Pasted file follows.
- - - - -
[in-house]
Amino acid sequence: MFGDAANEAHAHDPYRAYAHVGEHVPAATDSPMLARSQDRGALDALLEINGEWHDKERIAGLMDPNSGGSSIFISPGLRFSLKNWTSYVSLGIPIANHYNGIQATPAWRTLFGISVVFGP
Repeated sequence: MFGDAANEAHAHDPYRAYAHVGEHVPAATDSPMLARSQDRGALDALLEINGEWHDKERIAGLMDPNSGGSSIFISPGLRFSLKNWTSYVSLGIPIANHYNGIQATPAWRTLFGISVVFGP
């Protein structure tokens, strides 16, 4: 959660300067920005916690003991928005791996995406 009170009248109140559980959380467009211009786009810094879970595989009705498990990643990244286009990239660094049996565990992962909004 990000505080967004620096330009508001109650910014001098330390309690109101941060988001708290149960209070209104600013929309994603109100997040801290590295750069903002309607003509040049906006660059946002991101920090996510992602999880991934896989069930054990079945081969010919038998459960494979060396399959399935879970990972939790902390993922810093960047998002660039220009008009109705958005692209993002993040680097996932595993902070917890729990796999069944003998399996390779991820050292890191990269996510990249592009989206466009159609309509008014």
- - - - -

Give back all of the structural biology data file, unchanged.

[in-house]
Amino acid sequence: MFGDAANEAHAHDPYRAYAHVGEHVPAATDSPMLARSQDRGALDALLEINGEWHDKERIAGLMDPNSGGSSIFISPGLRFSLKNWTSYVSLGIPIANHYNGIQATPAWRTLFGISVVFGP
Repeated sequence: MFGDAANEAHAHDPYRAYAHVGEHVPAATDSPMLARSQDRGALDALLEINGEWHDKERIAGLMDPNSGGSSIFISPGLRFSLKNWTSYVSLGIPIANHYNGIQATPAWRTLFGISVVFGP
């Protein structure tokens, strides 16, 4: 959660300067920005916690003991928005791996995406 009170009248109140559980959380467009211009786009810094879970595989009705498990990643990244286009990239660094049996565990992962909004 990000505080967004620096330009508001109650910014001098330390309690109101941060988001708290149960209070209104600013929309994603109100997040801290590295750069903002309607003509040049906006660059946002991101920090996510992602999880991934896989069930054990079945081969010919038998459960494979060396399959399935879970990972939790902390993922810093960047998002660039220009008009109705958005692209993002993040680097996932595993902070917890729990796999069944003998399996390779991820050292890191990269996510990249592009989206466009159609309509008014």